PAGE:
Filing for bankruptcy is perhaps one of the most difficult points in anyone’s life. The most important part of this process is ensuring you have excellent representation so you are protected as much as legally permissible.
A frequently asked question I get from clients is: “How can filing bankruptcy protect my assets?”
Upon the filing of a bankruptcy petition all actions against the debtor must cease/stop immediately. When I use the term immediately, I don’t mean within the next week or month. I mean the exact moment that the debtor files for bankruptcy, the exact date – hour – minute.
Bankruptcy is extremely time sensitive and clients should alert their attorneys of any pending law suits, wage garnishments, foreclosures, vehicle repossession, etc. If you file a bankruptcy petition, one minute before a Sherriff’s sale, wage garnishment, foreclosure, vehicle repossession, you will stop the action. You will receive bankruptcy protection immediately. Bankruptcy protection will stop your assets from being seized.
Examples of Bankruptcy Protection
You receive a notice that your vehicle will be repossessed. The filing of an immediate bankruptcy petition will legally prohibit that creditor from picking up your car at that time.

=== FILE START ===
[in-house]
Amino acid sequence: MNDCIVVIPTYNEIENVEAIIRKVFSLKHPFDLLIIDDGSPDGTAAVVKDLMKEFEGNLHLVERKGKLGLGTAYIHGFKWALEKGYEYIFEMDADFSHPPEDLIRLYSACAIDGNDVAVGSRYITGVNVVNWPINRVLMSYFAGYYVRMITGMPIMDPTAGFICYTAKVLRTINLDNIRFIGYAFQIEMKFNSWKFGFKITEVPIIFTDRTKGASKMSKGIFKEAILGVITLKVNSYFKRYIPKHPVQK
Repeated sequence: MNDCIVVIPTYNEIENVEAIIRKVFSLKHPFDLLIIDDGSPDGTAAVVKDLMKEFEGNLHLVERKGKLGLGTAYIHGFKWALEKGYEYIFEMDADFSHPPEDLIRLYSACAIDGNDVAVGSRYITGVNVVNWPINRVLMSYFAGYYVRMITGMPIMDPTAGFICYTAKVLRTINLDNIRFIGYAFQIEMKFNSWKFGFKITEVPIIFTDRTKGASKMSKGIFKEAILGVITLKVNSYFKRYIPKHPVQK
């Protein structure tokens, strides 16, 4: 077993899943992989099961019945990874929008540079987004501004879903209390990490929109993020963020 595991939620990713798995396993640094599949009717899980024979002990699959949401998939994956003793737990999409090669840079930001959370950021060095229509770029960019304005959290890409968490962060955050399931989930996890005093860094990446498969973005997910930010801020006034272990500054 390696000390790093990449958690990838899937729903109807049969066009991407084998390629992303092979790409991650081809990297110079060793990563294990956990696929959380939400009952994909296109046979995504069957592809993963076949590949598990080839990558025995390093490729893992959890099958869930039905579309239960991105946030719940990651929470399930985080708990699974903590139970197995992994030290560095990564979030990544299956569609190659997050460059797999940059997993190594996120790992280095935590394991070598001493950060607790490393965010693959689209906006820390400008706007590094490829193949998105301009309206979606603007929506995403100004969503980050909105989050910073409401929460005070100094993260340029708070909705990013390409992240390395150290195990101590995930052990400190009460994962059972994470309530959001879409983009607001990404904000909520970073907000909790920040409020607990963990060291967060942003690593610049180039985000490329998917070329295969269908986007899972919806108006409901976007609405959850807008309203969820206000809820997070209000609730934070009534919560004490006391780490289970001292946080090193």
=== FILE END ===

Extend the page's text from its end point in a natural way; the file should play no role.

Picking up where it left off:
What if my car is picked up right after I file for bankruptcy?
You have bankruptcy protection so your car must be returned to you.
How can I remove the levy which has my funds frozen?
The filling of an immediate bankruptcy petition will place you into bankruptcy protection, unfreezing your funds and allowing you to withdraw the money.
You just received a notice that you are being sued by a credit card company or another creditor and the trial date is the next day. How can bankruptcy protection help?
The filing of an immediate bankruptcy petition will stop that action and you will not have to appear in court. You just found out that a creditor seized funds from your bank account.
How can bankruptcy protection help?
The filing of an emergency bankruptcy petition will allow you to retrieve this money involuntarily taken by a creditor shortly before bankruptcy.